Christy Karras, Salt Lake Tribune
"The book is more than a look into a mostly unknown group of physicians, scientists and public-health officers. It also delves into what kind of people get involved in such an enterprise, lending humanity to a story grounded in science. Can a television show based on their work be far behind?"
Laura Wexler, Atlanta Journal-Constitution
"For anyone interested in public health --- that vast and fascinating intersection of science, art and "shoe leather" --- McKenna's book is a satisfying read. It's comforting to know that the EIS exists and that it's on our side."
Fred Bortz, Dallas Morning News
"Through this compelling book, readers not only re-live the events that made or are still making history, they also find the human backstories. There, unheralded heroes overcome physical, emotional and political obstacles to prevent news from happening. People do not die. Disease does not spread. Byline-hungry reporters disappear, leaving the truly important stories to be told later by those journalists, like Ms. McKenna, perceptive enough to see the larger picture and patient enough to wait for it to come into focus."
Patricia Thomas, author of Big Shot: Passion Politics, and the Struggle for an AIDS Vaccine
"Maryn McKenna was so close to the first group of E.I.S. officers trained after 9/11 that she could practically smell the adrenaline rush they got from being on call in case bioterrorism or a deadly disease struck anywhere on the globe. In McKenna's hands, outbreak investigations read as richly textured mysteries worthy of P.D. James."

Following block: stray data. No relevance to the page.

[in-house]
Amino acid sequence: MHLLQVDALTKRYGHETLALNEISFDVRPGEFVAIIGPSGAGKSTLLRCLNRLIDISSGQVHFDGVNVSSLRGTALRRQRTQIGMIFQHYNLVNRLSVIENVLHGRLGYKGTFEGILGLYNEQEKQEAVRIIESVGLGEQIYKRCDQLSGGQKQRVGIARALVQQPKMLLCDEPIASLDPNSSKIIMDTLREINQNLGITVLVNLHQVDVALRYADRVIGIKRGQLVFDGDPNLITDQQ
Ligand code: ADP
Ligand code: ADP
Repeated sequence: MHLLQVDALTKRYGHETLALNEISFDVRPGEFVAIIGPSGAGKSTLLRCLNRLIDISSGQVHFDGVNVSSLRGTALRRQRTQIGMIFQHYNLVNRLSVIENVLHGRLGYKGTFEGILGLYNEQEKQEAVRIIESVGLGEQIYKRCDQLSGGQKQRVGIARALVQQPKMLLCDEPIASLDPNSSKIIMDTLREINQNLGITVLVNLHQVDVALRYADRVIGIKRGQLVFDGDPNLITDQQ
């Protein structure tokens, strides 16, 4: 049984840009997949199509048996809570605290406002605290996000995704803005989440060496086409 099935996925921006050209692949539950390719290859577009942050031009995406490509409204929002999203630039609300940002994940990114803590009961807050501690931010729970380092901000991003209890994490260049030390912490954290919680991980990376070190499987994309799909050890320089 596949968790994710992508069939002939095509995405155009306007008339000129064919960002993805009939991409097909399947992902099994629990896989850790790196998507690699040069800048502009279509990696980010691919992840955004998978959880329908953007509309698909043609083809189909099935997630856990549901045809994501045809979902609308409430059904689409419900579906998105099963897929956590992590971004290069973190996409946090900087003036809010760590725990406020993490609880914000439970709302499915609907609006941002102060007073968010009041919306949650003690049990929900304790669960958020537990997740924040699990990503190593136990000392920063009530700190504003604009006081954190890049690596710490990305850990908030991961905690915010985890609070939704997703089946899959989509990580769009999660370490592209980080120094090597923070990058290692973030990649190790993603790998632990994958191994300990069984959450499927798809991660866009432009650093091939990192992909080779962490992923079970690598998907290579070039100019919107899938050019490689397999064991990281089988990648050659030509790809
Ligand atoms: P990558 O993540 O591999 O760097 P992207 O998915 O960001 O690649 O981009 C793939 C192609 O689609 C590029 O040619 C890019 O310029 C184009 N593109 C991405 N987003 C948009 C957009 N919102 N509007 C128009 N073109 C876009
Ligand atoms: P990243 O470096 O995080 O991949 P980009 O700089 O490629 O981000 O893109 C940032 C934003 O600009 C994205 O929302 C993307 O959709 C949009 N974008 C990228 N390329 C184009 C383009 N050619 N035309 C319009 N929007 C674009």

Marilyn W. Thompson, author of The Killer Strain: Anthrax and a Government Exposed
"In her enthralling first book, Maryn McKenna takes us inside the unexplored world of the Epidemic Intelligence Service, a vital but rarely discussed part of our national public health service. Without McKenna's thorough research and lively narrative, who would have known of the crusading role the EIS has played since the 1950s in solving our most perplexing medical mysteries? In a new world of bioterror threats and harrowing viruses, McKenna's book is a must-read for anyone concerned about the daunting medical challenges of the future."
Cleveland Plain Dealer
"The Epidemic Intelligence Service (EIS) sends its troops stealthily into society's underground or visibly into some of the most dangerous settings on Earth. And, thanks to McKenna, readers come along, sharing the fears, the adventures, the triumphs and the disappointments."
Jonathan Beard, New Scientist
"Maryn McKenna paints a vivid portrait of these young researchers and their tense, often exhausting lives … By devoting each chapter to one disease and one scientist, she emphasises the drama of their assignments. Her reports from Malawi and Vietnam are especially good."